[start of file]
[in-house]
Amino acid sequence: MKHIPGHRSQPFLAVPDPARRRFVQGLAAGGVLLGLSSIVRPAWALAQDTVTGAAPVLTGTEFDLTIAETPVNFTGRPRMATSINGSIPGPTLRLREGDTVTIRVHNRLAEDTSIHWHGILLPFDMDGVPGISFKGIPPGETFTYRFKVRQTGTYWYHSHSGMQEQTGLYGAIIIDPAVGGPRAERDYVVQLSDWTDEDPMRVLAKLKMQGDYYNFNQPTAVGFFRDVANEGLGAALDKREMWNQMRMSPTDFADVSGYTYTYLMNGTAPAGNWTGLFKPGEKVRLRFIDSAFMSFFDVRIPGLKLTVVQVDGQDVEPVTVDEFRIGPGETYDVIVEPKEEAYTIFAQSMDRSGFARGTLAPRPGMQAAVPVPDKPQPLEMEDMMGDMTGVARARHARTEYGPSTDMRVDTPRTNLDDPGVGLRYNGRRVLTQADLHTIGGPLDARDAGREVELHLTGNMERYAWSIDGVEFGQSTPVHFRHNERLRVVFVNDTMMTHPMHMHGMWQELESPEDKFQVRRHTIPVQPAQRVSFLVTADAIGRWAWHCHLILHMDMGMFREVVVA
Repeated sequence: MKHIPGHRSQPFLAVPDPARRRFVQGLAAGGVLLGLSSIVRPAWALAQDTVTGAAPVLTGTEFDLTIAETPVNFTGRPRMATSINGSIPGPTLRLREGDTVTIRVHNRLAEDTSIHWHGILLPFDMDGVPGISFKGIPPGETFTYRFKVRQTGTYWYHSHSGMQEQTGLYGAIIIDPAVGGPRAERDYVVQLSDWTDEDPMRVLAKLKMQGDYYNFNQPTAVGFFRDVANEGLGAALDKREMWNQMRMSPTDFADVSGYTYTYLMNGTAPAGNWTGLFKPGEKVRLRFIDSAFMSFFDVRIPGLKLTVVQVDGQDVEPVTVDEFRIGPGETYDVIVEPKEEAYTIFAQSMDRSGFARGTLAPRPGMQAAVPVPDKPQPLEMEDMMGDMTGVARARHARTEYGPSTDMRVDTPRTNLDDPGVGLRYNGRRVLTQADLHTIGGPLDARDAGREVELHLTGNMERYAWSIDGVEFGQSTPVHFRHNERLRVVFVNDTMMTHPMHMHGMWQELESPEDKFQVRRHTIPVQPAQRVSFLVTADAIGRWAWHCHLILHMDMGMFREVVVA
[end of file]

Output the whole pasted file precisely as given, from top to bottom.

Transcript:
[in-house]
Amino acid sequence: MKHIPGHRSQPFLAVPDPARRRFVQGLAAGGVLLGLSSIVRPAWALAQDTVTGAAPVLTGTEFDLTIAETPVNFTGRPRMATSINGSIPGPTLRLREGDTVTIRVHNRLAEDTSIHWHGILLPFDMDGVPGISFKGIPPGETFTYRFKVRQTGTYWYHSHSGMQEQTGLYGAIIIDPAVGGPRAERDYVVQLSDWTDEDPMRVLAKLKMQGDYYNFNQPTAVGFFRDVANEGLGAALDKREMWNQMRMSPTDFADVSGYTYTYLMNGTAPAGNWTGLFKPGEKVRLRFIDSAFMSFFDVRIPGLKLTVVQVDGQDVEPVTVDEFRIGPGETYDVIVEPKEEAYTIFAQSMDRSGFARGTLAPRPGMQAAVPVPDKPQPLEMEDMMGDMTGVARARHARTEYGPSTDMRVDTPRTNLDDPGVGLRYNGRRVLTQADLHTIGGPLDARDAGREVELHLTGNMERYAWSIDGVEFGQSTPVHFRHNERLRVVFVNDTMMTHPMHMHGMWQELESPEDKFQVRRHTIPVQPAQRVSFLVTADAIGRWAWHCHLILHMDMGMFREVVVA
Repeated sequence: MKHIPGHRSQPFLAVPDPARRRFVQGLAAGGVLLGLSSIVRPAWALAQDTVTGAAPVLTGTEFDLTIAETPVNFTGRPRMATSINGSIPGPTLRLREGDTVTIRVHNRLAEDTSIHWHGILLPFDMDGVPGISFKGIPPGETFTYRFKVRQTGTYWYHSHSGMQEQTGLYGAIIIDPAVGGPRAERDYVVQLSDWTDEDPMRVLAKLKMQGDYYNFNQPTAVGFFRDVANEGLGAALDKREMWNQMRMSPTDFADVSGYTYTYLMNGTAPAGNWTGLFKPGEKVRLRFIDSAFMSFFDVRIPGLKLTVVQVDGQDVEPVTVDEFRIGPGETYDVIVEPKEEAYTIFAQSMDRSGFARGTLAPRPGMQAAVPVPDKPQPLEMEDMMGDMTGVARARHARTEYGPSTDMRVDTPRTNLDDPGVGLRYNGRRVLTQADLHTIGGPLDARDAGREVELHLTGNMERYAWSIDGVEFGQSTPVHFRHNERLRVVFVNDTMMTHPMHMHGMWQELESPEDKFQVRRHTIPVQPAQRVSFLVTADAIGRWAWHCHLILHMDMGMFREVVVA